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Three musicians gather to make   music. Each plays an instrument and percussion that comes in a set of four. Their percussion comprises scrap metal, stone, and wood, all of which float on foam slabs. They begin and then go on for the next hour playing the composition of Scott Fields. The music on christangelfox is influenced by Asian cultures, but as Fields notes in the liner notes, that intention is not formal. But it does give a pith and air to the process, whether it be in the loop and swell of the cello from Matt Turner or the cry and plea that emanates from the clarinet of Guillermo Gregorio. And Fields lets his guitar lilt on a classical progression or lets the notes thrill to a flamenco rhythm to lend a different dimension. There is plenty of interaction and conversation. The devolution takes some nice turns and twists, even if much of it is essayed in an equable atmosphere. But it is in this environ that they thrive and give vent to their imaginations. There are moments, though, when they ruffle the calm, and while it is just a passing thought, it does bring in a likeable ruffle. One of them comes around the 26th minute, when the metal and the wood percussion gets into an animated discussion while Gregorio curls, twists and blows breathy notes. In tandem they create one of the more breathtaking moments on the record. Despite its length, and given that this is one continuous performance, it holds interest. —   Jerry D’Souza, All About Jazz

Fields likes to devise purposely   meaningless catchphrases for his music — his latest is “transparent music.” I guess I’ll rise to the bait: that seems to me a pretty good description of his admirably lucid hour-long chamber-trio piece christangelfox. The band consists of Fields (on nylon-string guitar), clarinettist Guillermo Gregorio and cellist Matt Turner, all three of whom also make use of a “percussion array”: four pieces of scrap metal donated by a sculptor friend, four pieces of stone, four pieces of wood. Despite the disc’s striking title, the music is not especially devotional: this is the sound of calm thought rather than prayer. It’s a rapt nocturne — languid and whimsical, full of soft hoots, wistful cries, and flintstone-spark showers of plinks and clanks. Boundaries become blurred: improvisation and composition are virtually impossible to tell apart, and the piece’s even, unhesitating inner pulse overrides the usual distinctions between free time and meter. You hear this pulse most clearly in an eight-minute episode at the piece’s centre that sounds like an anxious, sped-up version of Messiaen’s “Louange à l’Éternité de Jésus.” (Maybe there’s something to the disc’s devotional title after all….) The homemade percussion becomes more sporadic from this point on, and as the mood becomes darker and intenser one almost misses its cheerful, irritating jangle. In the end the piece doesn’t so much resolve as come to rest, the piece’s now-familiar themes restated softly and less surely, the musicians spinning them out finer and finer until at last they break. At times christangelfox recalls Gavin Bryars (“Allegrasco,” especially) or Morton Feldman, or some of the AACM’s gentler excursions, but basically this is completely sui generis. “Transparent music”? Maybe you could call it mood music — though what mood, I couldn’t possibly say. You’ll just have to listen and find out. — Nate Dorward,   Cadence Magazine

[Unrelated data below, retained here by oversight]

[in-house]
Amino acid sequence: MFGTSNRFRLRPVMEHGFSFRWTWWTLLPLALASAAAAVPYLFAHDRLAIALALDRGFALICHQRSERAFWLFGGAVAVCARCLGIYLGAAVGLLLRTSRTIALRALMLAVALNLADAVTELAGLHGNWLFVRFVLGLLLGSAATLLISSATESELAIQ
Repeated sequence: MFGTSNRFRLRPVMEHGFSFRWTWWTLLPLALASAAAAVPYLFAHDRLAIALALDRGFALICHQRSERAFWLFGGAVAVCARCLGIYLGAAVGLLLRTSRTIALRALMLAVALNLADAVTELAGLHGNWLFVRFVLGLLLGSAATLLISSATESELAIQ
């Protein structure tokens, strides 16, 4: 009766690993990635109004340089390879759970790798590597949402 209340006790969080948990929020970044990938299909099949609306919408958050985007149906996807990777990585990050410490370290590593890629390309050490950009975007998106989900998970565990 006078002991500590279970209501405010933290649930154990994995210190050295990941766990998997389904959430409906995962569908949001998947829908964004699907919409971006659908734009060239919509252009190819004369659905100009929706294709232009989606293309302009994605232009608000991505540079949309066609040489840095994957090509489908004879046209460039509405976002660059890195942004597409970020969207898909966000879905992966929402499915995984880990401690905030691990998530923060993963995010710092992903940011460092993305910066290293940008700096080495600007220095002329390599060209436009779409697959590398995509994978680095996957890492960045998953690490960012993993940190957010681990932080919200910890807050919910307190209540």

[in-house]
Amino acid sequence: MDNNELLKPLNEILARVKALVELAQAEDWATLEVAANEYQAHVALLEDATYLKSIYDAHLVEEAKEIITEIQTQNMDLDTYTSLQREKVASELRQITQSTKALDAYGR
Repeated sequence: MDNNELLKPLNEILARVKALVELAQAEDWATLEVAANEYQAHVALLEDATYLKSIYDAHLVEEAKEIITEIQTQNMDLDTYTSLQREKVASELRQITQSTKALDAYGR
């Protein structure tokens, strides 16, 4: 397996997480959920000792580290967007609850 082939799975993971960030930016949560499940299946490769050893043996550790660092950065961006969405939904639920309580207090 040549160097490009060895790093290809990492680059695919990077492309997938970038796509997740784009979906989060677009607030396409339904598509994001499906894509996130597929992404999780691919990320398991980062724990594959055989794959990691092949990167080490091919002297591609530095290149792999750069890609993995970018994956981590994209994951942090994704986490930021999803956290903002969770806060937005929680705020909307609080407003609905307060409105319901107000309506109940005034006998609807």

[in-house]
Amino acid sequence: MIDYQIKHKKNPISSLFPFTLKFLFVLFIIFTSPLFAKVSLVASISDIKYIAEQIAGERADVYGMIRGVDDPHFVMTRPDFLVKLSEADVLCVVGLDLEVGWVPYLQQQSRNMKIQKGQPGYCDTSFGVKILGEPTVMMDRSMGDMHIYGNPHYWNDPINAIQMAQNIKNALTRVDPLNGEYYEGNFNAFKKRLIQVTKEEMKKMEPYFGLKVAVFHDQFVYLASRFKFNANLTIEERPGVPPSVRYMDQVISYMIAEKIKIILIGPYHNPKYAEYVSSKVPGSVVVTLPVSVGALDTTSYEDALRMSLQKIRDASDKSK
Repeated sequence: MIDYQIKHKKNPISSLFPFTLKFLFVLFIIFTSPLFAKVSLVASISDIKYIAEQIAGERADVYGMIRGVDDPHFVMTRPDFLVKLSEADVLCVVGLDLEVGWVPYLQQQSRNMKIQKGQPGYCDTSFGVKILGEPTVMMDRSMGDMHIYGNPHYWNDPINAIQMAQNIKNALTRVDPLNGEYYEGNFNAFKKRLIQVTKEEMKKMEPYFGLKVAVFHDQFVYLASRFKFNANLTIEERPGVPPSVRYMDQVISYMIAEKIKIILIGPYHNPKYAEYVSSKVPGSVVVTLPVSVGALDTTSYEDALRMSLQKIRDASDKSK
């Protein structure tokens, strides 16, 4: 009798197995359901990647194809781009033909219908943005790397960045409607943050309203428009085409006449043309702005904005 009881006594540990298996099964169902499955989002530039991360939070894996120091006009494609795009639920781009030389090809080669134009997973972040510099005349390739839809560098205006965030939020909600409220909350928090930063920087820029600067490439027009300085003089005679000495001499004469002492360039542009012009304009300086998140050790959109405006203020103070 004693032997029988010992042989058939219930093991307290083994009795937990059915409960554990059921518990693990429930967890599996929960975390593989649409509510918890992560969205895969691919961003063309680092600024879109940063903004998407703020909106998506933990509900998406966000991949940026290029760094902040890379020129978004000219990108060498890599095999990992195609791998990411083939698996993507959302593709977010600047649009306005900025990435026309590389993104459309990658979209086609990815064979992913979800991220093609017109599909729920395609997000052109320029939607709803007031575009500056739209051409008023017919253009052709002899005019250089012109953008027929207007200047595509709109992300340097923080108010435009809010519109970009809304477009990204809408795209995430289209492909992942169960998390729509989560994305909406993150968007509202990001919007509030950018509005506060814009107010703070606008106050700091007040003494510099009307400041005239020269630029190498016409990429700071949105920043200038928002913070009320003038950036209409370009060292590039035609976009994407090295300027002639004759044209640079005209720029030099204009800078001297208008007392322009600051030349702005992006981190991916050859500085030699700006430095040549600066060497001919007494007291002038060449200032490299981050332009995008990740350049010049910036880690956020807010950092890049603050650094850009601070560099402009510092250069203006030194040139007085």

Scott Fields has toiled in   relative obscurity since the late 60s—languishing, like the Freakwater song goes, in the Midwest like some old romantic fool—but his burgeoning body of work (he didn’t start actively recording and releasing his own material until the early 1990s) has collected a significant coterie of critical admirers. The guitarist is noted for the craft and care he demonstrates when choosing his collaborators, and I don’t think one can quarrel with the conscripts he dragooned for the two efforts in question here. Song Songs Song is a duo session with fellow fretman Jeff Parker, while christangelfox is a trio date with reedist Guillermo Gregorio and cellist Matt Turner.